The angular dispersion light is then subjected to Faraday rotation in accordance with respective magnetic field strengths within the magneto-optical crystal 210 and is returned by a reflection film 293.

In this case, the Faraday rotation is performed within the double refraction crystal 254 such that the light is attenuated in accordance, with the magnetic field strength; therefore, desired attenuation can be attained for each channel.

2. Description of the Prior Art

A wavelength selection control device is requested to realize reduction in size and increase in economy through the integration of its components.

However, the prior arts listed above still include following difficulties that impede realization of the object described above. In the prior art 1, the micro-mirror 128 is used as a light returning means. A micro-mirror is described in detail, for example, in the U.S. Pat. No. 5,579,151 (Patent Document 3). As is apparent from the Patent Document 3, the tilt (tilt-angle) of the micro-mirror is not changed continuously but is limited to particular discrete angles, for example, −10°, 0°, and +10°, allowing at most the existence of only three stable states (tilt angles).

Therefore, a lens 160 is required to return each beam that was space isolated by the spectral element to a point on the spectral element via reflection by the micro-mirror.

Specifically, a spectral element 161 and a micro-mirror (light returning component) 162 are arranged to bring about the result of d1=d2=f for the lens 160 of focal length f.

Accordingly, each collimate beam 163 space-isolated by the spectral element 161 is converted to the parallel beam arrays 164 by lens 160. These beams enter in the identical input light angle to each micro-mirror (light returning component) 165:

The micro-mirror 165 reflects' for each beam at the same angle. Therefore, each beam is returned in parallel to a point on the spectral element 161 transmitting through the lens 160.

In this optical system, each angular dispersion beam (collimate beam) 164 is recued in diameter by the lens 160 when it enters the micro-mirror 165.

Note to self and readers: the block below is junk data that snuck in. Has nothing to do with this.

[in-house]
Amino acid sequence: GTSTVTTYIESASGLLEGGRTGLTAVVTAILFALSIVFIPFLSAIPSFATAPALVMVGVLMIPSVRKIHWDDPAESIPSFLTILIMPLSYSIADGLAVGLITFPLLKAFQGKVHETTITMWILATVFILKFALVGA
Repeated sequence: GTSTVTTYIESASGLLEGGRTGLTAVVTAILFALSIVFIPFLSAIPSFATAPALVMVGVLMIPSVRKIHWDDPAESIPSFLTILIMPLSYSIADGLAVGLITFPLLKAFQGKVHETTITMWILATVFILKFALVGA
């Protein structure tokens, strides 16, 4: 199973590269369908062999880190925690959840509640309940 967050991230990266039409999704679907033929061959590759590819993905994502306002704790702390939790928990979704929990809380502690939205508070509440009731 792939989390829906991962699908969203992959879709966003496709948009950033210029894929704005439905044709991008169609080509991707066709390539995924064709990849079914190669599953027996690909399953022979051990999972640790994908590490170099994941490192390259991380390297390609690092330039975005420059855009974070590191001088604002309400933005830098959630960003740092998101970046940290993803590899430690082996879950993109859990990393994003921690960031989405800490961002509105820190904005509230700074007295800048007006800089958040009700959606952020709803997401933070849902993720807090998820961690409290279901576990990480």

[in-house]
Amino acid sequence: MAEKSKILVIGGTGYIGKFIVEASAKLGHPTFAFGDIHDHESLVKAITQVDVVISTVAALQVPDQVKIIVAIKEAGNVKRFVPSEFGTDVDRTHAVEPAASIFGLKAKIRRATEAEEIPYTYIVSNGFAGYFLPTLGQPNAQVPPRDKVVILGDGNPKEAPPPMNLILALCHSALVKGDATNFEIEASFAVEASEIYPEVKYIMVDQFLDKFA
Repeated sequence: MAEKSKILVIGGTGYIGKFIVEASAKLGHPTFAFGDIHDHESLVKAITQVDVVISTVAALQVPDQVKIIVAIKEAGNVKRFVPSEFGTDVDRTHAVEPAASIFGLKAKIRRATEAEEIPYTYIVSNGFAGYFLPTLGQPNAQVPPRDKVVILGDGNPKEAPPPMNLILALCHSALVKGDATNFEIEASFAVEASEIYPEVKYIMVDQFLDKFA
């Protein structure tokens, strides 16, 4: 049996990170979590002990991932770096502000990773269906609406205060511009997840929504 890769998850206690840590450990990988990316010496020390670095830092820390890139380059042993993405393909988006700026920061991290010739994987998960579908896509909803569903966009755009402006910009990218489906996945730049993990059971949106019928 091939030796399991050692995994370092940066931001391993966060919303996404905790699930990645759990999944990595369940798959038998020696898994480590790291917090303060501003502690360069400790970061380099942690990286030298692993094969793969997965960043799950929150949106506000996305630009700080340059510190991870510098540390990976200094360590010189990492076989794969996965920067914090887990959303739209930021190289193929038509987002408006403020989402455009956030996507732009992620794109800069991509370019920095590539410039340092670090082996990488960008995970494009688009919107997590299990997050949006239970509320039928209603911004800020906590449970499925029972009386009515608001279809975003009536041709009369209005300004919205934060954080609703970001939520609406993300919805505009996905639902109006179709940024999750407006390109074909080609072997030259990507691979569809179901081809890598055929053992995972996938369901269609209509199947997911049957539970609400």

Therefore, the light beam is returned in the collimate diameter identical to that of the incident light by arranging the reflection surface of the micro-mirror 165 to result in d2=f and reflecting each beam at the beam waist position.

Meanwhile, requirements for wavelength pitch among channels becomes narrower in order to increase the transmission capacity in the WDM system. At present, it is required to realize an interval of 0.8 nm (100 GHz) or narrower. In this case, when the optical systems illustrated in FIG. 4 and FIG. 6 are employed, the optical path length L can be derived from the following conditions.

    • Wavelength λ: 1550 nm
    • Wavelength interval of adjacent channels Δλ:
      • 0.8 nm
    • Interval of adjacent micro-mirrors ΔX:
      • 0.5 mm
    • Number of grooves of diffraction grating N:
      • 600/mm
    • Input light angle of wavelength multiplex beam φ:
      • 43°
    • Diffraction angle θ (m=1): 14.4°
      • (m: Number of diffraction orders)
        (Light path length)
    • Focal length of lens f: 101 cm
    • Optical path length L (=2f): 202 cm

Namely, a total optical path length of about 2 m is required to isolate the signal in the wavelength interval of 0.8 nm in the space interval of 0.5 mm.

In the WDM system in which the wavelength interval is as close as described above, it has been difficult to manufacture, in a smaller size, the corresponding wavelength selection control device.

If a reduction in size is folding the optical path in multiple corners using a plurality of mirrors or the like, the structure suffers several difficulties imposed by the increased complexity. For example proper assembly becomes problematic due to an increased number of components, and these same components take part in the generation of excessive loss within the system.